Posted July 13th, 2018

New Transfer of Wealth Study

by Barlow T. Mann

A new study suggests the long-promised transfer of wealth may now be upon us.

The Chronicle of Philanthropy has recently collaborated with the Center for Rural Entrepreneurship/LOCUS (Center) to create a new study, $9 Trillion and Counting: How Charities Can Tap Into the Transfer of Wealth.

While recent Giving USA reports estimate that charitable bequests are again on the rise, charitable bequests were flat from 2000 through 2013 and actually declined over that period in real dollars (see figure 1).

Using updated data and analysis by LOCUS in a partnership with the Center, The Chronicle of Philanthropy report offers a more focused look into the near-term transfer of wealth between now and 2027. It does not project how much of the total wealth transfer will actually flow to charity but points out that the growth in wealth transfer overall will create an opportunity for the nonprofit sector to benefit.

Why now?

With household net worth at an all-time record high and the number of deaths in America growing from 2.4 to 2.5 million per year in the 2000s to over 2.8 million in 2017, the transfer of wealth from older generations is finally starting to accelerate.

The total amount in assets transferred set a new record for 2017. It is unclear if this increase will result in a “bequest boom” for every charity, but it is likely that charitable organizations and institutions that actively encourage gifts through estates and offer appropriate stewardship to estate gift donors will enjoy a greater share of the new rising tide of bequest transfers.

During the next 15 to 20 years, the bulk of gifts through estate transfers will continue to come from America’s most senior generations—the remaining members of the G.I. Generation and the Silent Generation—because the most common age at death of those leaving charitable bequests is the late 80s to early 90s. Most Baby Boomers are still decades away from being a significant source of realized bequest gifts.

“We’re not even through the Silent Generation yet. We’re about six years out from realizing the beginning of the Baby Boom curve,” explains Robert F. Sharpe, Jr., Sharpe’s Chief Consultant, who was quoted in the study.

Cautious optimism

It is important to keep in mind that there are major unknowns looming on the economic, social and political horizons that may influence the actual wealth transfer numbers over the coming decade. Medical advances that lead to longer life expectancies, combined with reforms to federal and state entitlement programs, may result in greater consumption of capital during the final years of life, resulting in a reduction in assets remaining at death.

The fact that much of the wealth of the Baby Boomers is held in the form of tax-deferred retirement accounts is another factor to be considered. In the past, seniors may have paid lower capital gains taxes when converting appreciated assets to spendable funds. Today, that same appreciation in value will be taxed at regular income rates, consuming more of the asset’s worth in taxes—and those taxes will be assessed because of mandatory retirement plan withdrawals whether or not there was a need to convert those assets to income.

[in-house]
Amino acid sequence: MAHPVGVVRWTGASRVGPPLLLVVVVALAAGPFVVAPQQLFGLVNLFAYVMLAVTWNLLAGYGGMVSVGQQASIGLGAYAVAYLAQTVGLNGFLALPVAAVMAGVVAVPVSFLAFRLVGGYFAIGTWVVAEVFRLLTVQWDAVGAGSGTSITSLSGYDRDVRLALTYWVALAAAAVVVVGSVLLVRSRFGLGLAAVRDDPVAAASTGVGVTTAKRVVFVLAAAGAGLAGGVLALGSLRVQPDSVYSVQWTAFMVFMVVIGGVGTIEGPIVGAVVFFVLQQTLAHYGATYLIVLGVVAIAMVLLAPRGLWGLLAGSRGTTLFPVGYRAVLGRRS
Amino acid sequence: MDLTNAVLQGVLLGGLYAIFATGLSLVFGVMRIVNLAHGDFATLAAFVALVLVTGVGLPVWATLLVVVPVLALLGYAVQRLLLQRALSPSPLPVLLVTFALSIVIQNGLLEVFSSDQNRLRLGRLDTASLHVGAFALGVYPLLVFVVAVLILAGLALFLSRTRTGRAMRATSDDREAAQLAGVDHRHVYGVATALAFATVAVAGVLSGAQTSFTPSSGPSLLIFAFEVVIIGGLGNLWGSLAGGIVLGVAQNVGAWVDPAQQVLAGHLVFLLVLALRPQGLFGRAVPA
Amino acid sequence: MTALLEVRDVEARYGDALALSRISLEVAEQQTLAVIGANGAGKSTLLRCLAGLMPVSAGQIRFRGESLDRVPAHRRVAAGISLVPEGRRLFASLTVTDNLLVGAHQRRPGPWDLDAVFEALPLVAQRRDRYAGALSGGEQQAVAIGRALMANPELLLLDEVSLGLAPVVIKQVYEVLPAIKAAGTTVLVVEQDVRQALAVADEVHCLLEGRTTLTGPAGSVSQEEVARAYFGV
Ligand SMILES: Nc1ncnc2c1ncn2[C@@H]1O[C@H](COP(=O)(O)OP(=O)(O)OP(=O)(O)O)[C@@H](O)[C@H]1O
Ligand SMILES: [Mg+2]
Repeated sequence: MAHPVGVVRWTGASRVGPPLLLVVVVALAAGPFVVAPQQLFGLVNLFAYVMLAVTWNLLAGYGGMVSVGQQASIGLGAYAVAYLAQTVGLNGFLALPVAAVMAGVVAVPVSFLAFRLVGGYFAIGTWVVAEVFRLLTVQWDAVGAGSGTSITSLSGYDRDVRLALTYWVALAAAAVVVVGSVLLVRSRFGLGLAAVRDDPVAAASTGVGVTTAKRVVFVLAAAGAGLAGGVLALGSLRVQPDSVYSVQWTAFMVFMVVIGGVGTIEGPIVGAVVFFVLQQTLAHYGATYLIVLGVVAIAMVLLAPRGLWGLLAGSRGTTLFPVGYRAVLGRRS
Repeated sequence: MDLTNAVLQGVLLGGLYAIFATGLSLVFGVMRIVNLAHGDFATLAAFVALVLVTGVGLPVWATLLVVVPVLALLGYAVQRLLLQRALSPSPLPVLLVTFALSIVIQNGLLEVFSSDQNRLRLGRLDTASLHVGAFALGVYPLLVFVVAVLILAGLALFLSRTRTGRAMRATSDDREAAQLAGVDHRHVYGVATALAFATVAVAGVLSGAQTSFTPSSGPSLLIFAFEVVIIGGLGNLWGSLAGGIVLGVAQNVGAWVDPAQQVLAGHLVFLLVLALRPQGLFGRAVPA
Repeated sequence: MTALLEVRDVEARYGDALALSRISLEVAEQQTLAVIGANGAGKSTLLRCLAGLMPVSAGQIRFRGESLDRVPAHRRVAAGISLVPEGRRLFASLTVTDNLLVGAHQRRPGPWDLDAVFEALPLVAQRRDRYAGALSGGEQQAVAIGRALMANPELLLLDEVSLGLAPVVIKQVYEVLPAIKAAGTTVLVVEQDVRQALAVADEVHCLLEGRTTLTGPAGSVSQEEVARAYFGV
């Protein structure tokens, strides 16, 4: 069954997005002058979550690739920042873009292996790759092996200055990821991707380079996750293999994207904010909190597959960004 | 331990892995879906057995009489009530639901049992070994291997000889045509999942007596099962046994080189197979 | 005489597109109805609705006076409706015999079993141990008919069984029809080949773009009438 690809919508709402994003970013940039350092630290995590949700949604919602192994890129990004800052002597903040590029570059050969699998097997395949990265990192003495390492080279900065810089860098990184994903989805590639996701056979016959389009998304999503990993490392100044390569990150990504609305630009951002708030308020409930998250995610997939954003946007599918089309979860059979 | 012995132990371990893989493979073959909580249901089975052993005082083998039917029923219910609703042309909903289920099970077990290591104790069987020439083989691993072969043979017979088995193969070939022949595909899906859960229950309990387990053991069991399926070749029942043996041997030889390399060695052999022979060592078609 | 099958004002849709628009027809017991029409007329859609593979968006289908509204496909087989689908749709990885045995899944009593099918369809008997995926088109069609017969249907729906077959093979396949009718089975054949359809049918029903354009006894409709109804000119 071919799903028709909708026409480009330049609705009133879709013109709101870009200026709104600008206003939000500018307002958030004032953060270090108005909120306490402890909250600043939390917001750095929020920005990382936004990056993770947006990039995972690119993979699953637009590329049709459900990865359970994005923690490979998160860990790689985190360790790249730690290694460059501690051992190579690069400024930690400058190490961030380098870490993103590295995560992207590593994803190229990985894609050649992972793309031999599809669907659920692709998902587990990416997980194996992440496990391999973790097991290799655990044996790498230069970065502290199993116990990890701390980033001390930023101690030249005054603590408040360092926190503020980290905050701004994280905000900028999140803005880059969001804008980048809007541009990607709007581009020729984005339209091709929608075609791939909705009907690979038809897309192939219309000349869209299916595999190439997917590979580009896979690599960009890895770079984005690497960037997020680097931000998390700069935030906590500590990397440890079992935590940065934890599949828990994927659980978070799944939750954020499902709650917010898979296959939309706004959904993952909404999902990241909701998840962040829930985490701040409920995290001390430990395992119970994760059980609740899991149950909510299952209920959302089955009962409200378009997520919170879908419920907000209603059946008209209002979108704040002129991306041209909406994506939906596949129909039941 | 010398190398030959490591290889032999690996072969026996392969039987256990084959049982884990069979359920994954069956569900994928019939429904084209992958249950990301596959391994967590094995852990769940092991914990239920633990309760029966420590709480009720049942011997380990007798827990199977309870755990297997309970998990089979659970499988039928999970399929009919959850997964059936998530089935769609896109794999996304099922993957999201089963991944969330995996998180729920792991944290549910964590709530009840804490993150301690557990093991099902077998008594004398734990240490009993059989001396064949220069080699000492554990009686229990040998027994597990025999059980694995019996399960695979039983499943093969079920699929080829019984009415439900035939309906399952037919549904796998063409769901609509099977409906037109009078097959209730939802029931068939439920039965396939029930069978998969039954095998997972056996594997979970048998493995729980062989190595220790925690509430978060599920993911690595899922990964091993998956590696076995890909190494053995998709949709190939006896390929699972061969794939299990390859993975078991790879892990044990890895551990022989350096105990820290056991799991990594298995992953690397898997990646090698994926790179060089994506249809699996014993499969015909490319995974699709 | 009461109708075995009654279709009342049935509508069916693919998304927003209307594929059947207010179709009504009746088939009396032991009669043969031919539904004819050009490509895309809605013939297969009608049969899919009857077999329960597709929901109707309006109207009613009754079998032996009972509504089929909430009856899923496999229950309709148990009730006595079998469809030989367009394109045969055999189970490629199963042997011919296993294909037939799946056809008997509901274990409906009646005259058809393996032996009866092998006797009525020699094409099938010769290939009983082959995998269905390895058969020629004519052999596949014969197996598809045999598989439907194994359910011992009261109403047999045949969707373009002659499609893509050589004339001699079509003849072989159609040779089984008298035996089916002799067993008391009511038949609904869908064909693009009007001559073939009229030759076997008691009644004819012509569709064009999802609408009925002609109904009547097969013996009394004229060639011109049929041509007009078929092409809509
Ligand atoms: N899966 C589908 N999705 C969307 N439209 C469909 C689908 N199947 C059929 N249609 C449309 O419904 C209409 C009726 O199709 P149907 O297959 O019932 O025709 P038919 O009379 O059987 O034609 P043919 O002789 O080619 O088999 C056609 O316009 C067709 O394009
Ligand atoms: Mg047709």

Of course, the wealth transfer will still occur under these circumstances, but more of it will actually be “transferred” in the form of taxes to governmental entities rather than loved ones and philanthropic interests. Time will tell.

Worth reading

The report includes comments from academic researchers, consultants and experienced fundraisers, as well as estimated amounts of the distribution of wealth by age and the type of assets owned by wealth range based on research in the Federal Reserve Study of Consumer Finances and other sources.

Planned gift case studies include The Nature Conservancy, American Heart Association and Southwest Initiative Foundation. Additionally, the report includes a section on tips to improve planned gift development efforts, stages of giving based on age including how to broach planned giving topics with donors. See “Trends in Giving” in this issue for suggestions to help increase giving to your organization this fall.

Barlow Mann

For the full report and information on bulk orders of $9 Trillion and Counting, click here. ■

Barlow Mann is Sharpe’s Executive Vice President and Chief Operating Officer.

The publisher of Give & Take is not engaged in rendering legal or tax advisory service. For advice and assistance in specific cases, the services of your own counsel should be obtained. Articles in Give & Take may generally be reprinted for distribution to board members and staff of nonprofit institutions and other non-donor groups. Proper credit must be given. Call for details.

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